UBC Theses and Dissertations
Drag and energetics of swimming in Steller sea lions (Eumetopias jubatus) Stelle, Lei Lani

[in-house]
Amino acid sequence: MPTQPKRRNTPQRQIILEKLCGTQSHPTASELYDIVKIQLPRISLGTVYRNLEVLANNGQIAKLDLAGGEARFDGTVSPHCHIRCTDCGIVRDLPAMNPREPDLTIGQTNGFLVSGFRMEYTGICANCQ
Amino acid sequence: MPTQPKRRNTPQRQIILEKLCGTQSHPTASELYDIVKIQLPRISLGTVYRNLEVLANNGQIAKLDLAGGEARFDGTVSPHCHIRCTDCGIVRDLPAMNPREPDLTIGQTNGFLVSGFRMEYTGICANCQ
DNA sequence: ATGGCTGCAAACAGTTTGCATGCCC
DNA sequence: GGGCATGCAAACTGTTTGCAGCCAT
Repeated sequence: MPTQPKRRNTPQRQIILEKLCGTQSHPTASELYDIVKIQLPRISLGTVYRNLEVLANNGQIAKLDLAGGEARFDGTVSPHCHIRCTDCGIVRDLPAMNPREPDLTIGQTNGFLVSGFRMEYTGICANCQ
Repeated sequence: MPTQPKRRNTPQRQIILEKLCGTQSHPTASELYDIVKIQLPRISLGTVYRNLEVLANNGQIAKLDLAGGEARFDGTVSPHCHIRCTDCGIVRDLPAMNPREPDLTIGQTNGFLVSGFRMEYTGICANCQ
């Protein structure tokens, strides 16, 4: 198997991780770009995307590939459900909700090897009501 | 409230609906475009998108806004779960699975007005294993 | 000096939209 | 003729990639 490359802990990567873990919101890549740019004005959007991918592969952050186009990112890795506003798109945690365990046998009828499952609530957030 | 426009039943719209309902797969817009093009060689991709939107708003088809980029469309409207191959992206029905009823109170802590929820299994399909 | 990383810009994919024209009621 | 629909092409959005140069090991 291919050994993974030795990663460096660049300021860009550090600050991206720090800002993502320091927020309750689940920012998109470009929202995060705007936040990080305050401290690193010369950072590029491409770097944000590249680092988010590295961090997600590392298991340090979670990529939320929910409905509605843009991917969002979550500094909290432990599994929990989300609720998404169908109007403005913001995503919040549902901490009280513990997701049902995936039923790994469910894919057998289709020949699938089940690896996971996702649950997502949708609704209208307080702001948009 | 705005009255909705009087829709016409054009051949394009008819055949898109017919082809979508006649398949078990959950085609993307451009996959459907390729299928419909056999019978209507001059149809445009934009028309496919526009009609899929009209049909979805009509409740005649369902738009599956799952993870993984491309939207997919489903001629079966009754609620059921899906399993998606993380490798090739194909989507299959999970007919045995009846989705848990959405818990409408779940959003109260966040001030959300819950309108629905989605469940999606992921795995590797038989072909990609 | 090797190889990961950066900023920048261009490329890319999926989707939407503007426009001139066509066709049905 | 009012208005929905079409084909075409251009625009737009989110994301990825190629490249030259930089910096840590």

This thesis presents the first hydrodynamic investigation of swimming in Steller sea lions (Eumetopias jubatus). Passive drag was calculated from "deceleration during glide" measurements. A total of sixty-six glides from six juvenile sea lions yielded an average drag coefficient (referenced to total wetted surface area) of 0.0056 at an average Reynolds number of 5.5 x 10⁶. The drag values indicate that the boundary layer is largely turbulent at these Reynolds numbers, which are past the point of transition from laminar to turbulent flow. The position of maximum thickness (average = 0.344) was lower than for a "laminar" profile, and supports the idea that there is little laminar flow. Steller sea lions in this study were characterized by an average fineness ratio of 5.55; the streamlined shape helps to delay flow separation, which reduces total drag. In addition, turbulent boundary layers are more stable than laminar, thus separating further back on the animal. The average glide velocity of the individual sea lions ranged from 2.9-3.4 m/s, or 1.2-1.5 body lengths/s. These speeds are very close to the predicted swim velocity of 1.4 body lengths/s, based on the minimum cost of transport for California sea lions (Zalophus californianus). Efficiencies of swimming were calculated based on drag data and preliminary metabolic measurements. Aerobic efficiencies were calculated to reach 13-17% at a swimming velocity of 3.6 m/s. Metabolic costs of swimming were also predicted based on the power required to overcome the measured drag, with assumed efficiencies from literature values. Both approaches yielded very similar metabolic rates and aerobic efficiencies. The metabolic rate was determined to be approximately 29 ml O₂min kg for a Steller sea lion swimming at 2.0 m/s, and 45 ml 0₂/min kg at a velocity of 3.5 m/s. Drag measurements provide a means to estimate the energetic costs of swimming over a range of natural velocities. This approach has applications for the modeling of pinniped energy budgets which are a necessary component of research projects aimed at investigating the decline of the endangered Steller sea lions.
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